But he is clear about what he likes about the sport. "I like the character it develops, the people that come out of it," he says. He likes the travel ("Fort McMurray is pretty isolated...") and the exotic locations ("I consider myself a bit of a beach bum..."). All the good stuff...he's found the serenity to just enjoy it. "Being at a meet, I used to get really wound up," he remembers. "I couldn't sleep...at the Worlds (in Perth), once I made the final I wanted a best time. It was a fun time and I had done all the work."

"Now, I'm still in it for personal growth," he says. "Olympic year I had put a lot of hopes into making the team. When that didn't happen I stepped back; I had to reevaluate why I was in it. In Perth I didn't put as much pressure on myself. The night of Curtis and Lauren's medals the whole team was excited."

Versfeld pauses, thinking back to his race against American Lenny Krayzelburg in Perth: "I have the image in my mind of his legs right here beside me," he waves his hand off to the right of his shoulder, "and I'm thinking, 'This is the guy to beat.'"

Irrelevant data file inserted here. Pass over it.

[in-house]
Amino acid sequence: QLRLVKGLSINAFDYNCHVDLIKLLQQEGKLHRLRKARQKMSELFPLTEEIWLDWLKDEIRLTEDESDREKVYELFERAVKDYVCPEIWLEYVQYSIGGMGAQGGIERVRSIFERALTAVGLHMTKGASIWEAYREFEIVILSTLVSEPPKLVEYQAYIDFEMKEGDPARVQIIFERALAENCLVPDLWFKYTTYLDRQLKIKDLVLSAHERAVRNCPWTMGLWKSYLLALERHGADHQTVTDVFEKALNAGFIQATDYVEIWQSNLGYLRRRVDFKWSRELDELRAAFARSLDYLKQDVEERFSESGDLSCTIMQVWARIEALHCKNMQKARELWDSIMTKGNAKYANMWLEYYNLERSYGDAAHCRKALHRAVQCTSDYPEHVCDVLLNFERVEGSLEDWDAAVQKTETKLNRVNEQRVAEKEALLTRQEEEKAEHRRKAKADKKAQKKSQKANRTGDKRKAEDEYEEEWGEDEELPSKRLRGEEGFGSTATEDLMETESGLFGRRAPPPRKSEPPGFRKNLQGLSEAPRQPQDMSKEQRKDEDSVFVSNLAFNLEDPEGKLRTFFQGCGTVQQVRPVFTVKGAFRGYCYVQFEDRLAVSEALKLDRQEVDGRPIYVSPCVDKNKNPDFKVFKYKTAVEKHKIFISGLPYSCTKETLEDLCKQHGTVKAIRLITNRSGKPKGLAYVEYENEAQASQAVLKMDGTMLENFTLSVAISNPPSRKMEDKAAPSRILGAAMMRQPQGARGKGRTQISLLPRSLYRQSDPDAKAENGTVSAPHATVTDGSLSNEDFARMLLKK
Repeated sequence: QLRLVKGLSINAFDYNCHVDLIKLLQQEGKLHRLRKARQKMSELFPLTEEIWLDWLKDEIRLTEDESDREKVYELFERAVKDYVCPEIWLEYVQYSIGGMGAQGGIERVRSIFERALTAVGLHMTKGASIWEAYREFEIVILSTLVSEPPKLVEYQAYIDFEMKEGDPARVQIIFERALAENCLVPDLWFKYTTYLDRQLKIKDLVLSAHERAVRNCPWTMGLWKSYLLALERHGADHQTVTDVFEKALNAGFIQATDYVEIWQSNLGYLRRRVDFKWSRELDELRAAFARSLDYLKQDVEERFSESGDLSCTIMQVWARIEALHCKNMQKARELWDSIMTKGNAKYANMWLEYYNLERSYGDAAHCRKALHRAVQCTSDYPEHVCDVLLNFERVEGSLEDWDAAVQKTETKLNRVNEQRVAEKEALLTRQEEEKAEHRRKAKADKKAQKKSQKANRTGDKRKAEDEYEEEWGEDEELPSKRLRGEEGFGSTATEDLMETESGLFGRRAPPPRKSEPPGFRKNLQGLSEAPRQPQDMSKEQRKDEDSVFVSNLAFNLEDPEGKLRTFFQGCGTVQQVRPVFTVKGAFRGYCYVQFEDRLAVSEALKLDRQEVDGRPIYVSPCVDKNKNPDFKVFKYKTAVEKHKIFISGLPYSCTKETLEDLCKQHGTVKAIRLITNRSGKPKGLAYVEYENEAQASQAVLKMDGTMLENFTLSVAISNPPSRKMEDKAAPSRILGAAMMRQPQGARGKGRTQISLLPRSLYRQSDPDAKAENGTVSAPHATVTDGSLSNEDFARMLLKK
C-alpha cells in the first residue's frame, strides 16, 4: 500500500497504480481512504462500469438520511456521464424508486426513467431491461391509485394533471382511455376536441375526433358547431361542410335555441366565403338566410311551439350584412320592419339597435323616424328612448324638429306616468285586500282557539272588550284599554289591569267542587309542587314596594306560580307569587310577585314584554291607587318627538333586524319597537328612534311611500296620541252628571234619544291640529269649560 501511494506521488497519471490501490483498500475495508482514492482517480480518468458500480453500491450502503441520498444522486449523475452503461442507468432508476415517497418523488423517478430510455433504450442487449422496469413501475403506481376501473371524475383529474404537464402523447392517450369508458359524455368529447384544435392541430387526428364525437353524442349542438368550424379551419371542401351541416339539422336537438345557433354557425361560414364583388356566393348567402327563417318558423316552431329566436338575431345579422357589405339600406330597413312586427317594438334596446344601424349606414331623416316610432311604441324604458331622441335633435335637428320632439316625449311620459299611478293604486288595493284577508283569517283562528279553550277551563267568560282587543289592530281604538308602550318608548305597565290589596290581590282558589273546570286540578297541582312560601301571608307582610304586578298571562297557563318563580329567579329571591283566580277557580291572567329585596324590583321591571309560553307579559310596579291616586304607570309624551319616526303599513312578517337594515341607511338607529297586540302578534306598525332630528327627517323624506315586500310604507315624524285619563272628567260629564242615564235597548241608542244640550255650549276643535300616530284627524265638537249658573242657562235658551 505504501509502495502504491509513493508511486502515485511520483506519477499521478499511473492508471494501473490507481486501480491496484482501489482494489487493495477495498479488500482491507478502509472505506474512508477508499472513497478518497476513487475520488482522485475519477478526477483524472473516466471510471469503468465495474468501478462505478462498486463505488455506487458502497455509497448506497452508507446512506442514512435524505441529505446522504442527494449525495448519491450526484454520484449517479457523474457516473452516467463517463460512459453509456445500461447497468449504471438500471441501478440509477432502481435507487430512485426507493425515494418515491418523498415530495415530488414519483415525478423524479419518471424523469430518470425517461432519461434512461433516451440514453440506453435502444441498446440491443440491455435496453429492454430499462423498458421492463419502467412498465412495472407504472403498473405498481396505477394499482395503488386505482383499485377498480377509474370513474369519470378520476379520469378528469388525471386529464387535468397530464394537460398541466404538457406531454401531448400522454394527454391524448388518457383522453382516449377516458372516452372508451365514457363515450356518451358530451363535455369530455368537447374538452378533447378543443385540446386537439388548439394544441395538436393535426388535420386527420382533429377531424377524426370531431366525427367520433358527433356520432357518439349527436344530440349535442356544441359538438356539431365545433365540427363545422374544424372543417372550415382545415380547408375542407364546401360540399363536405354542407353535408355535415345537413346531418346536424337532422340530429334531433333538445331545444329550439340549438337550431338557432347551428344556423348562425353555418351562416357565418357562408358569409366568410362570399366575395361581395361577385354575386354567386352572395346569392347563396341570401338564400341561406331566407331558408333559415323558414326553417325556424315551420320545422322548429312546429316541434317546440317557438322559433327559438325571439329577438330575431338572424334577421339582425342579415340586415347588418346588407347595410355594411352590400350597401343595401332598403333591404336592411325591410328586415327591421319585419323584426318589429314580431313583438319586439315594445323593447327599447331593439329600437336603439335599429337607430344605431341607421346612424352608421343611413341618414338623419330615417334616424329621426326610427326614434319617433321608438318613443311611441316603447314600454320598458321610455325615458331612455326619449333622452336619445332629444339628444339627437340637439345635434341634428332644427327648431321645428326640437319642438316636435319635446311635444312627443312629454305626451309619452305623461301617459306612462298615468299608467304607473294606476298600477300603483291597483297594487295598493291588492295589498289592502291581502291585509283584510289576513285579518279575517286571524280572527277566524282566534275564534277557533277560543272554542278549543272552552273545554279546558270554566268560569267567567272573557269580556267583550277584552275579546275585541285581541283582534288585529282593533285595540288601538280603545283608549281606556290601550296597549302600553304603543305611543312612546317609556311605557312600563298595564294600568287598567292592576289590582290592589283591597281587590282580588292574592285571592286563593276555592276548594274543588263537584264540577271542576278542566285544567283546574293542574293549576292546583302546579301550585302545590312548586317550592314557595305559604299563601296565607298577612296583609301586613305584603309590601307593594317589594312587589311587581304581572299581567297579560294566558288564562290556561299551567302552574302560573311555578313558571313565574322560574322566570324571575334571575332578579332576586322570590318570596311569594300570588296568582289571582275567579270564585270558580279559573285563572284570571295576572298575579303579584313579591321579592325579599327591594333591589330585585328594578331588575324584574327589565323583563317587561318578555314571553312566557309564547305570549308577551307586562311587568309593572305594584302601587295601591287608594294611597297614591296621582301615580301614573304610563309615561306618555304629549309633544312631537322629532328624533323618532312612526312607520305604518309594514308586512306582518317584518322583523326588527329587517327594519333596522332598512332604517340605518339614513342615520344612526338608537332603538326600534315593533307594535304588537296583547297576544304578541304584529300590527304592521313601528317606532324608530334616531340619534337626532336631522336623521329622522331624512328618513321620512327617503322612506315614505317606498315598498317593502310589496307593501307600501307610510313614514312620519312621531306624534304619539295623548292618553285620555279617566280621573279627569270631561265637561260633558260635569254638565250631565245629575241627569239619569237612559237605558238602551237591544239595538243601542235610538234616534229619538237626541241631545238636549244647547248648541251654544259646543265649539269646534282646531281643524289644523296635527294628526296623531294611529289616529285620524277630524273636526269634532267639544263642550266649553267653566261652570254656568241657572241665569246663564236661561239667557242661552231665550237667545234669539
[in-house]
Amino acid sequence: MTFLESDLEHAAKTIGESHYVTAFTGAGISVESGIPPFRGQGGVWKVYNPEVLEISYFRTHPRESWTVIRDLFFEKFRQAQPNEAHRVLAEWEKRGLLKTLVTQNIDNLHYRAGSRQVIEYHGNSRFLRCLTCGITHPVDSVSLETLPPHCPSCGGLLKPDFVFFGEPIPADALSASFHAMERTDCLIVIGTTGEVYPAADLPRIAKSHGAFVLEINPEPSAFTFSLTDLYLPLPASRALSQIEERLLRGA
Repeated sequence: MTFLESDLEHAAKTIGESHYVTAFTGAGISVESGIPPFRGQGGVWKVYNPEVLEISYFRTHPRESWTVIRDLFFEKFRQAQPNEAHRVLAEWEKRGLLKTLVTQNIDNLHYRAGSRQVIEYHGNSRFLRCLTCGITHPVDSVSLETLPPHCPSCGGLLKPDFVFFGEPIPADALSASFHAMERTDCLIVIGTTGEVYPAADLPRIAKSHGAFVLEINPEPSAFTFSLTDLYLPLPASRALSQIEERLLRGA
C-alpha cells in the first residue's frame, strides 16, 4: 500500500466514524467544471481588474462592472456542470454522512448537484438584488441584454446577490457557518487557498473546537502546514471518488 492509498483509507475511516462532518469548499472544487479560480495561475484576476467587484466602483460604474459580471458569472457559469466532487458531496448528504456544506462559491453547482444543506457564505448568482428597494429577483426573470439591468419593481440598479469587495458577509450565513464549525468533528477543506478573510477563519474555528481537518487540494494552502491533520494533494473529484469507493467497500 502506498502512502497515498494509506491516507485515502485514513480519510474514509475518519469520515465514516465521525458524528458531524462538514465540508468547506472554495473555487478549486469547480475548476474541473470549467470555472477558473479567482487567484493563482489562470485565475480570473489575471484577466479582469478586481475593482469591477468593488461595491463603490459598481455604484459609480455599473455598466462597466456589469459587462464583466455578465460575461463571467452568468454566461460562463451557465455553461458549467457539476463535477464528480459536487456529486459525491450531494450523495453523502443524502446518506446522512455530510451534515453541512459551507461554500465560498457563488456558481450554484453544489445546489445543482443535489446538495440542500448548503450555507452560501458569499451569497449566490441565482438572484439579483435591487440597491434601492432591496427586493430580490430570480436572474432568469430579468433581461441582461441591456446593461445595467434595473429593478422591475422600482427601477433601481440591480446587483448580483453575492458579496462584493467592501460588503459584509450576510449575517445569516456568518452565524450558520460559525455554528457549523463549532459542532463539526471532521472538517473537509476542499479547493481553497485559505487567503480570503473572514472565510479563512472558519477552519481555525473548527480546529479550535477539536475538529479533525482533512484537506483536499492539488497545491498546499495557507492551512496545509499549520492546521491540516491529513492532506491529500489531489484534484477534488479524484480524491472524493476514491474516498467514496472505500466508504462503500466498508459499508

"All medals are pretty good," he continues, "but the gold medal's where the big whirlwind kind of comes in. I'm really satisfied with my performances, but I have a tendency to look higher."

Then quietly: "My family was really excited." This guy's not in it for the attention.

"The '84 Olympic Games was a time when I had heros, and they were imprinted in me, Alex Baumann and Victor Davis. I always thought maybe one day. Then in '92 I was pretty inspired by Mark Tewksbury. I appreciated more what gold really meant," he says.

His own exploits are firmly rooted in reality. Stoicism covers up nostalgia. "One thing I didn't expect coming out of medalling at Pan Pacs and Worlds, was that (the medals) gave me a taste of it, and I have that extra motivation now."

And how does Canada measure up in the world? "I think we can do better," says Versfeld without hesitation. "I like to see people go all the way to the top, and we have that possibility. For what we put into the sport we're more than successful. We have a lot to be proud of."